Identity crisis

What am I? A copywriter? A journalist? A writer? A wordsmith? A freelance commercial writer?

This excellent post on a fellow copywriter’s blog poses that very question and, like me, is unable to come up with a satisfactory answer. Every one of those phrases has some kind of unsatisfactory connotation.

For me, a copywriter is someone who produces words intended to sell a product, whether that product is a whoopee cushion or a political philosophy. It’s not me because the work I do isn’t always about selling stuff.

Am I a journalist then? Sometimes, yes, but not often enough to describe myself as such. And certainly not exclusively so.

A writer is someone who’s had at least one book published and has thus earned the right not to qualify his job description. That’s how I see it anyway – and, rather more importantly, others seem to share that view. If someone asks me what I do and I say I’m a writer (trying desperately not to sound like Sir John Gielgud describing himself as an ActOR) their eyes inevitably light up with genuine interest. “Oh really? What kind of writing? Fiction? Anything I might have heard of?” Their palpable disappointment when I spell out the unglamorous truth is hard to bear for both of us.

A wordsmith then? I don’t think so! That’s one of the few words that actually makes me feel slightly sick. It would be like calling myself a scribe or a penman. It’s just wrong.

A freelance commercial writer is the phrase used by Peter Bowerman in his excellent book The Well Fed Writer. I think he’d be the first to admit that it’s hardly the most beautiful phrase but what it lacks in elegance it makes up for in accuracy. So maybe that’s the one – although it will take some getting used to if it’s going to become the phrase I use to describe myself.

But that in itself doesn’t make it the wrong phrase – sometimes we just need a bit of time to adjust. I remember having to fill out a form on the day I started as a junior reporter on the Dover Express newspaper a ridiculously long time ago. The form was nothing to do with work, but I had to indicate what I did for a living – I think it might have been for a video rental shop.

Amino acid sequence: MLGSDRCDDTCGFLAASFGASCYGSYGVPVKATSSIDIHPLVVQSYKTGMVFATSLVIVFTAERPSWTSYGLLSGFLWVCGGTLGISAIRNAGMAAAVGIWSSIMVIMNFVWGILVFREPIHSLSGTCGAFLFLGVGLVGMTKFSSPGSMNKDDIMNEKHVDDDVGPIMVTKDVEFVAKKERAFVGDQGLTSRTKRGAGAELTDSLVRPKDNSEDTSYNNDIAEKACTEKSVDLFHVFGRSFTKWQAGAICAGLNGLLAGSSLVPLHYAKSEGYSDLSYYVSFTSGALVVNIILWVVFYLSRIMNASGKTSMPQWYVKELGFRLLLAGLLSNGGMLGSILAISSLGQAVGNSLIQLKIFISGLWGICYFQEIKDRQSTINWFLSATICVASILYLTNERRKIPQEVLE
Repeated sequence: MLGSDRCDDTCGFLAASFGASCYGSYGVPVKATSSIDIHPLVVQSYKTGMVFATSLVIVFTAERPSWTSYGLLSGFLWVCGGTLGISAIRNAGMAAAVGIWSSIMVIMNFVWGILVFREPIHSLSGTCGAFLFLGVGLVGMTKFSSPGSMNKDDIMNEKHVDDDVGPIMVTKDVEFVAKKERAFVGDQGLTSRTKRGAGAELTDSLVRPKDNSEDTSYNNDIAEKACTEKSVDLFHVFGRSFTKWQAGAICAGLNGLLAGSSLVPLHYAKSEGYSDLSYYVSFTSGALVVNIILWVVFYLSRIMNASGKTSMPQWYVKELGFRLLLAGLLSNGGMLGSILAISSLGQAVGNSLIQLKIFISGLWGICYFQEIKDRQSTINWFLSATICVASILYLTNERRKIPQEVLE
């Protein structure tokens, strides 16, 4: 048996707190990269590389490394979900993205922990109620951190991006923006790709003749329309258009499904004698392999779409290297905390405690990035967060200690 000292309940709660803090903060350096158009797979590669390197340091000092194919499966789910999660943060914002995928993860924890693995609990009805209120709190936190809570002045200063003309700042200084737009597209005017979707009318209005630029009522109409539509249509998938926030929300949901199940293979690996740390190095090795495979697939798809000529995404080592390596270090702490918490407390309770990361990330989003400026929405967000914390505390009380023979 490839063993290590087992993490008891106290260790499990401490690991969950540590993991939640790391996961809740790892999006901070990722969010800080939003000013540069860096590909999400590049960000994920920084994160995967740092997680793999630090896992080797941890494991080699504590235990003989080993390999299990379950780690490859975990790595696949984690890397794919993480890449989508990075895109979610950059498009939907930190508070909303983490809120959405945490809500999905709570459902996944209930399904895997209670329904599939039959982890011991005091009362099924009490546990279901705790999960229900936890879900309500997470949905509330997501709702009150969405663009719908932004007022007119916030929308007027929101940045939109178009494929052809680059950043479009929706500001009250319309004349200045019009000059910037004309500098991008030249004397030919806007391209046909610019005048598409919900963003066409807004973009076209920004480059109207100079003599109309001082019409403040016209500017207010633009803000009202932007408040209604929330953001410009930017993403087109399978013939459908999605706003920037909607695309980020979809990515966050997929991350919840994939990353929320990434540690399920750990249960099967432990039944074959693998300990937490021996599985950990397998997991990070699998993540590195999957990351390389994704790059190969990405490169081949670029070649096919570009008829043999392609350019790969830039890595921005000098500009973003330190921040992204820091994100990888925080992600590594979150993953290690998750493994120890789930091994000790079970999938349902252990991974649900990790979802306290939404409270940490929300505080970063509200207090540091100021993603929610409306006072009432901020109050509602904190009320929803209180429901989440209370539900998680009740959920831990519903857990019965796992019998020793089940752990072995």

For a few delicious moments my pen hovered over the ‘occupation’ box. Did I dare call myself a journalist? Eventually I took the plunge and wrote the magic word. I blushed as I handed in the form, convinced that the person to whom I was handing it would take one look at what I’d written and laugh in my face. Strangely, they didn’t.

The irony of not having the words to describe my occupation is not lost on me so it’s time this ridiculous shilly-shallying ended once and for all.

My name is Martin and I’m a freelance commercial writer. Well, it’s better than word-whore I suppose.

This entry was posted on Thursday, March 18th, 2010 at 6:15 pm and is filed under News. You can follow any responses to this entry through the RSS 2.0 feed. You can leave a response, or trackback from your own site.

2 Responses to “Identity crisis”

  1. Lynfa says:

    I say I’m a writer even though I haven’t published a book. Even then you have to define, right? Are you a novelist? A poet? You get the point. I’m a writer because that’s what I do for a living. I write. Not much else. This may, of course, change…

  2. Johnny Laird says:

    How about “scribe”? 😉


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